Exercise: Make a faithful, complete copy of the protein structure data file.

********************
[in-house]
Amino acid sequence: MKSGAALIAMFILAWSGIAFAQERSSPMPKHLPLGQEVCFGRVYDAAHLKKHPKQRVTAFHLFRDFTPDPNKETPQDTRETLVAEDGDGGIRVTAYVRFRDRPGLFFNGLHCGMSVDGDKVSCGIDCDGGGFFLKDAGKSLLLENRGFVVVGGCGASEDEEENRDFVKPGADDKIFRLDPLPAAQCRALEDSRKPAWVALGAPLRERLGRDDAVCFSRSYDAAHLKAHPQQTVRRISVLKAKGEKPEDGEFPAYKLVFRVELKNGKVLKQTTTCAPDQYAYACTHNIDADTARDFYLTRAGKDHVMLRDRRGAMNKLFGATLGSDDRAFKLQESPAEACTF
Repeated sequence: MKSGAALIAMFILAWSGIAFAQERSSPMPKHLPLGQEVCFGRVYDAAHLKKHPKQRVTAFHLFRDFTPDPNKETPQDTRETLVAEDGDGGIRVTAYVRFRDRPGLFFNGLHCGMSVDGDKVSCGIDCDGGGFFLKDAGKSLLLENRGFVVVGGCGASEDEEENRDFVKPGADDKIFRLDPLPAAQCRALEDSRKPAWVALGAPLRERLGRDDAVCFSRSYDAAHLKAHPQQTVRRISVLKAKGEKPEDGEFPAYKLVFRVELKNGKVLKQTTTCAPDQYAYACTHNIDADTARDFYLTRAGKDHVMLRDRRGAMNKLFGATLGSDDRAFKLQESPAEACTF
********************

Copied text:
[in-house]
Amino acid sequence: MKSGAALIAMFILAWSGIAFAQERSSPMPKHLPLGQEVCFGRVYDAAHLKKHPKQRVTAFHLFRDFTPDPNKETPQDTRETLVAEDGDGGIRVTAYVRFRDRPGLFFNGLHCGMSVDGDKVSCGIDCDGGGFFLKDAGKSLLLENRGFVVVGGCGASEDEEENRDFVKPGADDKIFRLDPLPAAQCRALEDSRKPAWVALGAPLRERLGRDDAVCFSRSYDAAHLKAHPQQTVRRISVLKAKGEKPEDGEFPAYKLVFRVELKNGKVLKQTTTCAPDQYAYACTHNIDADTARDFYLTRAGKDHVMLRDRRGAMNKLFGATLGSDDRAFKLQESPAEACTF
Repeated sequence: MKSGAALIAMFILAWSGIAFAQERSSPMPKHLPLGQEVCFGRVYDAAHLKKHPKQRVTAFHLFRDFTPDPNKETPQDTRETLVAEDGDGGIRVTAYVRFRDRPGLFFNGLHCGMSVDGDKVSCGIDCDGGGFFLKDAGKSLLLENRGFVVVGGCGASEDEEENRDFVKPGADDKIFRLDPLPAAQCRALEDSRKPAWVALGAPLRERLGRDDAVCFSRSYDAAHLKAHPQQTVRRISVLKAKGEKPEDGEFPAYKLVFRVELKNGKVLKQTTTCAPDQYAYACTHNIDADTARDFYLTRAGKDHVMLRDRRGAMNKLFGATLGSDDRAFKLQESPAEACTF